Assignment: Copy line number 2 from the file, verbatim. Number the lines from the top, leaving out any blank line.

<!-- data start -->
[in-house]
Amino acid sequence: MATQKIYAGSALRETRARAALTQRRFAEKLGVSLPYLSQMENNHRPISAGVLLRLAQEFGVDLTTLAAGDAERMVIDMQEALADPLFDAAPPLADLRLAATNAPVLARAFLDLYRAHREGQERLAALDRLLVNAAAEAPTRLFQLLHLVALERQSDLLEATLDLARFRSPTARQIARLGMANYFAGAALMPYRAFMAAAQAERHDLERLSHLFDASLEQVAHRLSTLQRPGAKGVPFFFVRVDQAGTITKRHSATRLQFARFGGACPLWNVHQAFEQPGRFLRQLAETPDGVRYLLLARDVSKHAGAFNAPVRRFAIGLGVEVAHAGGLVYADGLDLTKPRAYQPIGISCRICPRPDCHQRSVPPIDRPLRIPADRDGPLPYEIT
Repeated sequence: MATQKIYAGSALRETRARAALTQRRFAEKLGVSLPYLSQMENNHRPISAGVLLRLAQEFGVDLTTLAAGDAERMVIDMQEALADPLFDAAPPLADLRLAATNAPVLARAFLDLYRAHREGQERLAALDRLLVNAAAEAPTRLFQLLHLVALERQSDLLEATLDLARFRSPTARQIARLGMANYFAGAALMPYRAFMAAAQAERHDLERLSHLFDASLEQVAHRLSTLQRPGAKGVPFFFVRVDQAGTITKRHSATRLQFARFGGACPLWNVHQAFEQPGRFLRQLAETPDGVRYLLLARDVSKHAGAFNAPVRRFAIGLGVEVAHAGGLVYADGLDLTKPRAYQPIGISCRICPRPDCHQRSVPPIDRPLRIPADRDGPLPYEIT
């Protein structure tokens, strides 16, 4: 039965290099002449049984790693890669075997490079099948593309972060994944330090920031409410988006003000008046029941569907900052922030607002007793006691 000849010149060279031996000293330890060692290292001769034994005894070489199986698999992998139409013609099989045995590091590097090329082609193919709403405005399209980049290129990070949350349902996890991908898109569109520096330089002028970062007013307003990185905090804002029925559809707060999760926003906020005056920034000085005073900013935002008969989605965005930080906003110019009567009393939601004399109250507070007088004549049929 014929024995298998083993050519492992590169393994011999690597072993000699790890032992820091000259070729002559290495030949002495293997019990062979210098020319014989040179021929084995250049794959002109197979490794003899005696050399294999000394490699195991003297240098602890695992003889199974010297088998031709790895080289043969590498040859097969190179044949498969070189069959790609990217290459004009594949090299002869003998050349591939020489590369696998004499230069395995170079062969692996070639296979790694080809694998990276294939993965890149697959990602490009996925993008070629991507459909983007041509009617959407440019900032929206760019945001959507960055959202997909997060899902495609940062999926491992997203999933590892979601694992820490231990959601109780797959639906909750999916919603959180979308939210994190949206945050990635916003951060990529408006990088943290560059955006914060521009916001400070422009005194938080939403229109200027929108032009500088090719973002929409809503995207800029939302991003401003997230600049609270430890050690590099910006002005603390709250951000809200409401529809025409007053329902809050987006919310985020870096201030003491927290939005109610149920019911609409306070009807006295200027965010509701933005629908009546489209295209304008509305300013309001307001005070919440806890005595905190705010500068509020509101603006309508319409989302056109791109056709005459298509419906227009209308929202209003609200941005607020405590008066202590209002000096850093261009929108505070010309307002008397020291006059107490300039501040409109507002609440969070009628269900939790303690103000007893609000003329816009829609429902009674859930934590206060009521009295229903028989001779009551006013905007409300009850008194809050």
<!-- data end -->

Amino acid sequence: MATQKIYAGSALRETRARAALTQRRFAEKLGVSLPYLSQMENNHRPISAGVLLRLAQEFGVDLTTLAAGDAERMVIDMQEALADPLFDAAPPLADLRLAATNAPVLARAFLDLYRAHREGQERLAALDRLLVNAAAEAPTRLFQLLHLVALERQSDLLEATLDLARFRSPTARQIARLGMANYFAGAALMPYRAFMAAAQAERHDLERLSHLFDASLEQVAHRLSTLQRPGAKGVPFFFVRVDQAGTITKRHSATRLQFARFGGACPLWNVHQAFEQPGRFLRQLAETPDGVRYLLLARDVSKHAGAFNAPVRRFAIGLGVEVAHAGGLVYADGLDLTKPRAYQPIGISCRICPRPDCHQRSVPPIDRPLRIPADRDGPLPYEIT